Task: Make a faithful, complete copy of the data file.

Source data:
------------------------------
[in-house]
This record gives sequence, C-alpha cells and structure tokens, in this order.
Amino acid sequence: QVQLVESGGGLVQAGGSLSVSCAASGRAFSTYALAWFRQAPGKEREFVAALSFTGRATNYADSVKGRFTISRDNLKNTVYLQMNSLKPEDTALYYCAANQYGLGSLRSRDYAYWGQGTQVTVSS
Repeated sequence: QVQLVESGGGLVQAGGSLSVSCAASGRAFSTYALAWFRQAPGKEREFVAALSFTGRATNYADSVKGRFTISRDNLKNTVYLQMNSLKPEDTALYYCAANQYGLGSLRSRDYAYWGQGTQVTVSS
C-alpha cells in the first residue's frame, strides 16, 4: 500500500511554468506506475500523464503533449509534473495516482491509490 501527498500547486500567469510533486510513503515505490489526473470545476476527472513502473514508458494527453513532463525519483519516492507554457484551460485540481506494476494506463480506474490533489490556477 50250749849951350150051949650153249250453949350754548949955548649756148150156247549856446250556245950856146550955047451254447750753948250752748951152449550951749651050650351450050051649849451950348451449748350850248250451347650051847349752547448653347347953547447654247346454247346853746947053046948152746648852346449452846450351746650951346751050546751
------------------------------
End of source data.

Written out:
[in-house]
This record gives sequence, C-alpha cells and structure tokens, in this order.
Amino acid sequence: QVQLVESGGGLVQAGGSLSVSCAASGRAFSTYALAWFRQAPGKEREFVAALSFTGRATNYADSVKGRFTISRDNLKNTVYLQMNSLKPEDTALYYCAANQYGLGSLRSRDYAYWGQGTQVTVSS
Repeated sequence: QVQLVESGGGLVQAGGSLSVSCAASGRAFSTYALAWFRQAPGKEREFVAALSFTGRATNYADSVKGRFTISRDNLKNTVYLQMNSLKPEDTALYYCAANQYGLGSLRSRDYAYWGQGTQVTVSS
C-alpha cells in the first residue's frame, strides 16, 4: 500500500511554468506506475500523464503533449509534473495516482491509490 501527498500547486500567469510533486510513503515505490489526473470545476476527472513502473514508458494527453513532463525519483519516492507554457484551460485540481506494476494506463480506474490533489490556477 50250749849951350150051949650153249250453949350754548949955548649756148150156247549856446250556245950856146550955047451254447750753948250752748951152449550951749651050650351450050051649849451950348451449748350850248250451347650051847349752547448653347347953547447654247346454247346853746947053046948152746648852346449452846450351746650951346751050546751